> the transaction in your stored procedure or application code. This will
> work fine for many self contained applications that are not intended to be
> aggregated into larger transactions in a compose-able manner.
>
> When you use COM+ transaction attributes, you are describing how your
> component can participate in a transaction. For instance, you can say that
> your component will not participate in a transaction, that your component
> always opens a new transaction context, or even that your component can
> participate in an existing transaction - starting a new one only if one is
> not already started.
>
> This kind of declarative and compose-able transaction ability lets you
> program components that can be placed into transactions in ways that the
> original programmer didn't know of at the time a component was coded.
>
> Contrast this to the self contained, and non-compose-able SQL transaction
> object, and you end up with several useful transaction approaches to use as
> you need them in your application designs.
>
> As for efficiency, that is a hard to pin-down term without more specifics.
> There is programmer efficiency, network efficiency, throughput factors,
> etc. That said, it is fair to say that some people feel that COM+
> transactions and the use of the distributed transaction coordinator
> introduces added scale-out issues to consider before making a statement
> that places one transaction approach over the other with an "always"
> attached. In the SQL transaction, the one SQL server is the arbibitrator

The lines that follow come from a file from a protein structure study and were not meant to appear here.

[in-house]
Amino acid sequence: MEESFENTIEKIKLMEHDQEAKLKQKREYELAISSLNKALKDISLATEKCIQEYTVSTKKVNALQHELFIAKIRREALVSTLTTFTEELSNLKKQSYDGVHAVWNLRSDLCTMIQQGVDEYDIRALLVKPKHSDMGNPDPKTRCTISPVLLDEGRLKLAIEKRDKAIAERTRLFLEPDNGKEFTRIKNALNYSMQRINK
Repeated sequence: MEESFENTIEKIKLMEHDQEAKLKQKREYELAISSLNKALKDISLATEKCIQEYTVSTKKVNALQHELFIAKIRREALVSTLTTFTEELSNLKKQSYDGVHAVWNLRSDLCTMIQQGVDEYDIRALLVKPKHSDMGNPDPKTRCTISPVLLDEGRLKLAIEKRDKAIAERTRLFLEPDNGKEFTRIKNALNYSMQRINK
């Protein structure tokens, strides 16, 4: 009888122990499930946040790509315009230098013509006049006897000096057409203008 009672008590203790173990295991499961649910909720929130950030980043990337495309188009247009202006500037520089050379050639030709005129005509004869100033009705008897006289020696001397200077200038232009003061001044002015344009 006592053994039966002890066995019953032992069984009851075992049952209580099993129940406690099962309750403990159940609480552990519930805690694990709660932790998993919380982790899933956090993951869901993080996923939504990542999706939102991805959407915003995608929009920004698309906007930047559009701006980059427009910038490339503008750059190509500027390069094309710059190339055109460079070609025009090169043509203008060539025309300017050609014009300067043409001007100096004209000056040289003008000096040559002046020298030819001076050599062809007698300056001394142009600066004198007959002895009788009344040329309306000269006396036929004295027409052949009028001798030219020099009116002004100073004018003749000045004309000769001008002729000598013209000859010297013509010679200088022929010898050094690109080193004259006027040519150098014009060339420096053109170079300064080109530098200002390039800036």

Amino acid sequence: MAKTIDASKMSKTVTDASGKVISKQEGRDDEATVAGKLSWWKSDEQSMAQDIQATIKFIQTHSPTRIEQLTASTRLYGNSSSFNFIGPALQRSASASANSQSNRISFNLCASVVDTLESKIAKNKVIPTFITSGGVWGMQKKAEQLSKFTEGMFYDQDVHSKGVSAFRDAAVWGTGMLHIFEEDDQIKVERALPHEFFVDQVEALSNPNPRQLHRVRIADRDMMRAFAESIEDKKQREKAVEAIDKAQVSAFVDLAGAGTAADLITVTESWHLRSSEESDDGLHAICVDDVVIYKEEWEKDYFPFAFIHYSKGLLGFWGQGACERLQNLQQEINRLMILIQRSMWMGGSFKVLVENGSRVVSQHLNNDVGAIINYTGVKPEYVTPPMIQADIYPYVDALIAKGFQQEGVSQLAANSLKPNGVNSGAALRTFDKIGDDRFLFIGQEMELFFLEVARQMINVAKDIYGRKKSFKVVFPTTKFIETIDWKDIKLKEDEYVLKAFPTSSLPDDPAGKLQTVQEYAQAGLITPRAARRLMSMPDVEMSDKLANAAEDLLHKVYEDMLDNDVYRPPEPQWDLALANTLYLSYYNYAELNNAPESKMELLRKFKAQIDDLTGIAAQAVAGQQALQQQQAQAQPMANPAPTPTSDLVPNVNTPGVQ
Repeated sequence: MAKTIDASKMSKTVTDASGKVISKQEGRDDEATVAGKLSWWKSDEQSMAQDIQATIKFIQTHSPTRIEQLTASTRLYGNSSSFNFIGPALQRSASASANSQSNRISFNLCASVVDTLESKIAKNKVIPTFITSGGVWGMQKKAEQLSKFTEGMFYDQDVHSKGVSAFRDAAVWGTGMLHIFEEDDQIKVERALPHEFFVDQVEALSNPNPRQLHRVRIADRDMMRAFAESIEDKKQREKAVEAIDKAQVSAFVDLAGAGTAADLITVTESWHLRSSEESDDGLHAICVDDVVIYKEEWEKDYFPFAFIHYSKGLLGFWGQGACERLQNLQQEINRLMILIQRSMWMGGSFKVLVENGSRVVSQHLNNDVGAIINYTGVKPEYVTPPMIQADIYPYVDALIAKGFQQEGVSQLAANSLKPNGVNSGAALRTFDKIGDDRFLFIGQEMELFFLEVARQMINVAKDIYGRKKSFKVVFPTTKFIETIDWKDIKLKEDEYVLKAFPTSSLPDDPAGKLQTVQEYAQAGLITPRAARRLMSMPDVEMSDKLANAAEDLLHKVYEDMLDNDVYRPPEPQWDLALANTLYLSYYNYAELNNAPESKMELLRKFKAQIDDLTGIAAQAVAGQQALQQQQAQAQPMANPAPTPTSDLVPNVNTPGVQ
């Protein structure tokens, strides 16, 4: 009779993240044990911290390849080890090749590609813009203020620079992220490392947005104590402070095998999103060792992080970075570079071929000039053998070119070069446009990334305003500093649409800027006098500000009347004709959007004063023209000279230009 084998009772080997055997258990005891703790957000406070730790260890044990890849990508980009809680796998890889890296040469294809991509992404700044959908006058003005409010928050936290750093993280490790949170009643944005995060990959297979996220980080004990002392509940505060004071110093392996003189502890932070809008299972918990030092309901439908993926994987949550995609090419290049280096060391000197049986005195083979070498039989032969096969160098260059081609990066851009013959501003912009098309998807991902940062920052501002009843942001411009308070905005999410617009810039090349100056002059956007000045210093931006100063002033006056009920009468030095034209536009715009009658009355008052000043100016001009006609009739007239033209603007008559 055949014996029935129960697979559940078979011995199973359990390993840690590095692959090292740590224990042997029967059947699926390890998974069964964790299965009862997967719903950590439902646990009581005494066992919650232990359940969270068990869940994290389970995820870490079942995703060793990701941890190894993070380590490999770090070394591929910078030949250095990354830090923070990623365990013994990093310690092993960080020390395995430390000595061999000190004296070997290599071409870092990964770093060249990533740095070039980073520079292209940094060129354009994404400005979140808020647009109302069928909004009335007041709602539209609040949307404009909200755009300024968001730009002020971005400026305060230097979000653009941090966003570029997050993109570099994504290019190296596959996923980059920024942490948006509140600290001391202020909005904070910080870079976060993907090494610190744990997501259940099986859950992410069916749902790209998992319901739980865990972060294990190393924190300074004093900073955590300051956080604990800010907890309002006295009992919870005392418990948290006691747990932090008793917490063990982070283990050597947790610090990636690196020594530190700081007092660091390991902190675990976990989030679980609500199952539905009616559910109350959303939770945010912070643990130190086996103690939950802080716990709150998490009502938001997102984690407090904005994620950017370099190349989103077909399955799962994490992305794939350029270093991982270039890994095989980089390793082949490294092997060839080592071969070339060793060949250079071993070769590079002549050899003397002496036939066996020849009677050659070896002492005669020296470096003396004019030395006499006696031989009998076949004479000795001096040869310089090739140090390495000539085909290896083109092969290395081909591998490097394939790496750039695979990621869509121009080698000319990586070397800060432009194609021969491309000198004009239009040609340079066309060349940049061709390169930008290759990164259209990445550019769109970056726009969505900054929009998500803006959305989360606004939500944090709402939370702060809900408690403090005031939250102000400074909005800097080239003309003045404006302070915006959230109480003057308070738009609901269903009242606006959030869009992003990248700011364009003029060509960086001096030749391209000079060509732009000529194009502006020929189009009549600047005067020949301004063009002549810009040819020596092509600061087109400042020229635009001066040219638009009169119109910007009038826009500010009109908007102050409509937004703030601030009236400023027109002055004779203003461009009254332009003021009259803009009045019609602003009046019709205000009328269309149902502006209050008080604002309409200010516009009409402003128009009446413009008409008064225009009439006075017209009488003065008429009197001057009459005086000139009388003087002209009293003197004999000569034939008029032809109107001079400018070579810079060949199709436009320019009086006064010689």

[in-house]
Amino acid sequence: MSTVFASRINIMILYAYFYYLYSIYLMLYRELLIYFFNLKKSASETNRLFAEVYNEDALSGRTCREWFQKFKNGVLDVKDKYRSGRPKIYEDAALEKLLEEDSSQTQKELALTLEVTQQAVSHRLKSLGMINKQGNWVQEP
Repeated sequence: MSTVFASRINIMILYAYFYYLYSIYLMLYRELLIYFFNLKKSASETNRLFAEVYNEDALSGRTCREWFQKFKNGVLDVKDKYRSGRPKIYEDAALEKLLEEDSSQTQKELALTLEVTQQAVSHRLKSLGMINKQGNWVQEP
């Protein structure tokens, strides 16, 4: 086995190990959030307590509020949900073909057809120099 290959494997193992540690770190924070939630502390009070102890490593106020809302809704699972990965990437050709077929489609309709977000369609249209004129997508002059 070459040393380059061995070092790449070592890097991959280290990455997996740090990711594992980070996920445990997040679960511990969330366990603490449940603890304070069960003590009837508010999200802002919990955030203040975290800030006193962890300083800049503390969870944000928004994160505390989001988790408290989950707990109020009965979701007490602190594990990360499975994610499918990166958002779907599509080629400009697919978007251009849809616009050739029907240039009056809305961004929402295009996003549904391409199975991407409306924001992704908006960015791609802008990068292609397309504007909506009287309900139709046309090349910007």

> of the transaction bounds, so there is less communication going on over the
> network. However, in the case where you need to coordinate
> two-phase-commit over several resources that are transaction enabled, you
> end up using a coordinator anyhow, so the only gain is in the
> single-database, database-only, multi-table consistent update case.
>
> I hope this helps,
>
> Dan Rogers
> Microsoft Corporation
> --------------------
> >Thread-Topic: trasactionAtributte Vs SqlTransaction object
> >thread-index: AcS1P8oPP1nkdzq8Qnif2IE7Q8k+CA==
> >X-WBNR-Posting-Host: 200.44.20.8
> >From: =?Utf-8?B?S2Vu?= <(E-Mail Removed)>
> >Subject: trasactionAtributte Vs SqlTransaction object
> >Date: Mon, 18 Oct 2004 11:25:05 -0700
> >Lines: 8
> >Message-ID: <(E-Mail Removed)>
> >MIME-Version: 1.0
> >Content-Type: text/plain;
> > charset="Utf-8"
> >Content-Transfer-Encoding: 7bit
> >X-Newsreader: Microsoft CDO for Windows 2000
> >Content-Class: urn:content-classes:message
> >Importance: normal
> >Priority: normal
> >X-MimeOLE: Produced By Microsoft MimeOLE V6.00.3790.0
> >Newsgroups: microsoft.public.dotnet.framework.aspnet.webservic es
> >NNTP-Posting-Host: TK2MSFTNGXA03.phx.gbl 10.40.1.29
> >Path: cpmsftngxa06.phx.gbl!TK2MSFTNGXA03.phx.gbl
> >Xref: cpmsftngxa06.phx.gbl

> microsoft.public.dotnet.framework.aspnet.webservic es:25891
> >X-Tomcat-NG: microsoft.public.dotnet.framework.aspnet.webservic es
> >
> >This is a basic question:
> >
> >Is it better to use the TrasactionAtributte on a Web Method (COM+) than

> use
> >a normal SqlTransaction object ?
> >
> >What is the advantage on performance and transaction security?
> >
> >ken
> >

>
>